Thankfully, baby Bertie was on hand to visit and 'cheer up everyone on the ward' with his beaming smile.
"The treatment was horrendous," said Alice.
"I spent three weeks out of every five overnight on the ward at The Christie receiving the chemo, and in my two weeks off I usually landed back in hospital with sepsis.
"I missed my baby so much, but I knew I was doing it for him.
"Despite the chemo being incredibly strong, the tumour in my leg was too advanced, and the only surgical option to remove it was an above knee amputation."
At first, Alice thought amputation was ‘extreme’ - then she thought about all the friends she had watched die from cancer during her treatment at The Christie, and the choice became clear.
“I didn’t think that would happen, I thought it was an extreme outcome," she said. "Now, I know that’s not true, it’s the solution for a lot of people with bone cancer.
“My tumour had become quite entangled in major vessels and nerves - that made it really tricky to remove.
“When they confirmed [amputation] was what actually had to happen, that’s when I got my head around it.
“Part of me was a bit relieved that it would be gone completely, not worrying that it would come back because there was nowhere for it to come back.
“And I spent so long at The Christie that I had made so many friends, and lost so many friends, it seemed really trivial to lose a leg. If any of those ladies had that option, they would have.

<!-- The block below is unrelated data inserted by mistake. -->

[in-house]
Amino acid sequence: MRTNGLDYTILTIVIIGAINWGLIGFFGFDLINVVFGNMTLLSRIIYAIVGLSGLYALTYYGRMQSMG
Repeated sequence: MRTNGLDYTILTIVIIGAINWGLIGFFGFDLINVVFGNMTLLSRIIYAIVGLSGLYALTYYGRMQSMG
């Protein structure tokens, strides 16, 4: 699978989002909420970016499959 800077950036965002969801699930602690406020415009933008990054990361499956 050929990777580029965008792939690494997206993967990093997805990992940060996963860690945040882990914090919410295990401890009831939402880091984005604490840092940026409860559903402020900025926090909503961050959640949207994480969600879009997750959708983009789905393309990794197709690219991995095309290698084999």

“It made it a lot easier for me.”
Following the surgery and the fitting of a prosthetic leg, ‘every day was a challenge’ and she remains in pain sometimes, but now Alice has a four-year-old, she says has ‘no choice’ but to run around after him.
Far from asking questions about his mum’s prosthetic, superhero fan Bertie thinks ‘mummy’s robot leg’ is ‘cool’.
"I had my leg amputated the week that Bertie turned one, and we learnt to take our first steps together," said Alice.
"We’ve been muddling through life ever since, and have had many highs and lows – mostly highs. Though parenting through the terrible twos on one leg was no breeze!
"He’s starting school in September and I will be bursting with pride on that first day and so grateful that I will be there to see it."
Now 34, after an incredible recovery, Alice is walking in a charity fashion show at Manchester Airport in support of Maggie's Manchester - a charity providing free support and information to people living with cancer.
Many of the models have been diagnosed with cancer at some point in their lives - some of who are still undergoing treatment and know first hand the gruelling impact the disease can have on their bodies, confidence, and mental health.
On October 16, Alice will be among them. Although she's feeling a little nervous of being on stage, Alice hopes she can show people that they can be confident after amputation.
Alice says she has always ‘admired’ people living with amputations, the runway show gives her the chance to ‘admire herself’.
"It can feel very lonely, and hard to know where to look for a glimpse of life after treatment," explained Alice.
"For those who are just about to start their treatment, particularly those undergoing an amputation like myself, I want to show you that you can adapt. You can walk. You can wear nice clothes. You can have a prosthetic leg that sparkles. You can love your body. You can show up.
"I can’t wait to take part in Maggie’s on the Runway and do all of those things at once. Life may no longer be ordinary, but it can be extraordinary."